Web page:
Next, the researchers examined how mice maintained their social status. The results showed that, for both sexes, the individual in the highest-ranking position did not change often, but the lowest-ranking individual remained consistent only in males. This suggests that females have a less rigid social structure than males. Moreover, exposure to an acute stressor (i.e., restraining the mouse for 15 minutes) did not affect social status in males or females.

Karamihalev et al. then exposed the mice to chronic mild stress for three weeks, which involved subjecting the mice to two random mild stressors per day, such as wet bedding, a tilted cage or overcrowding. The chronically stressed mice’s behavior was compared to that of mice housed in normal conditions. After three weeks, the mice had to complete six behavioral tasks, aimed at capturing their activity and aspects of anxiety-like or depression-like behaviors (Figure 1A). For example, in an open field task, mice were placed into a new environment and their activity (e.g., the distance traveled) as well as anxiety-like behaviors (e.g., the time spent immobile or frozen) were quantified.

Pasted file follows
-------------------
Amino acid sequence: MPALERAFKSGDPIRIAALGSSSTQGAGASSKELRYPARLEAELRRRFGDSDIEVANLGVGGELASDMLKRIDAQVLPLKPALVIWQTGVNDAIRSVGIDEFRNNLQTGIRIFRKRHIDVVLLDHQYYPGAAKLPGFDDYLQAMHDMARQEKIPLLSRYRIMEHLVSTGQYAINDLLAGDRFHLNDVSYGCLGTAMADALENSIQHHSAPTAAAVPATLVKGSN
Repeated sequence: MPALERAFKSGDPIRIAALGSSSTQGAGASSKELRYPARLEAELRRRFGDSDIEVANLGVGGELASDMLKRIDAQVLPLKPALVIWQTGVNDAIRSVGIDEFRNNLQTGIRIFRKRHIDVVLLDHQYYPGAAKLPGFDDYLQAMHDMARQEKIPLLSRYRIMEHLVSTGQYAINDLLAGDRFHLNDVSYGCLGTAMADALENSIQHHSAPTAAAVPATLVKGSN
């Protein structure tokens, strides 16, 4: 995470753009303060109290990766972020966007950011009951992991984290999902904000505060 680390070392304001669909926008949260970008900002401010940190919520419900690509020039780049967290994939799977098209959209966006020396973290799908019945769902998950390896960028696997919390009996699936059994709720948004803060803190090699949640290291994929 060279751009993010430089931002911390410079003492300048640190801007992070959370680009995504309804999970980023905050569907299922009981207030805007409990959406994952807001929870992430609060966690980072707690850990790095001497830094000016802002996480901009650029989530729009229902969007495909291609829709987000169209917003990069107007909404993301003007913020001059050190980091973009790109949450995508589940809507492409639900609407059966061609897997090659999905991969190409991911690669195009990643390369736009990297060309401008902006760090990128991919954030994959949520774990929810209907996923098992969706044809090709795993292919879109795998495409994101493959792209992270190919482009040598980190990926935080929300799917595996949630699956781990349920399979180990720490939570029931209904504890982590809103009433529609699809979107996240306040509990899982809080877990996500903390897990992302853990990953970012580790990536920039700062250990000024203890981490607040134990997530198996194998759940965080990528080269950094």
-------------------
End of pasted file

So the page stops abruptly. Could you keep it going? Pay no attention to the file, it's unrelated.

After three weeks of being exposed to mild stressors, mice of both sexes lost weight and developed poor-quality coats, indicating that they were indeed stressed. However, mice responded differently to chronic stress depending on their sex and social status. For example, subordinate males subjected to chronic stress displayed more anxious behavior and hyperlocomotion than male mice living without chronic stress, while dominant females exposed to chronic stress were bolder than female mice living stress-free (Figure 1B).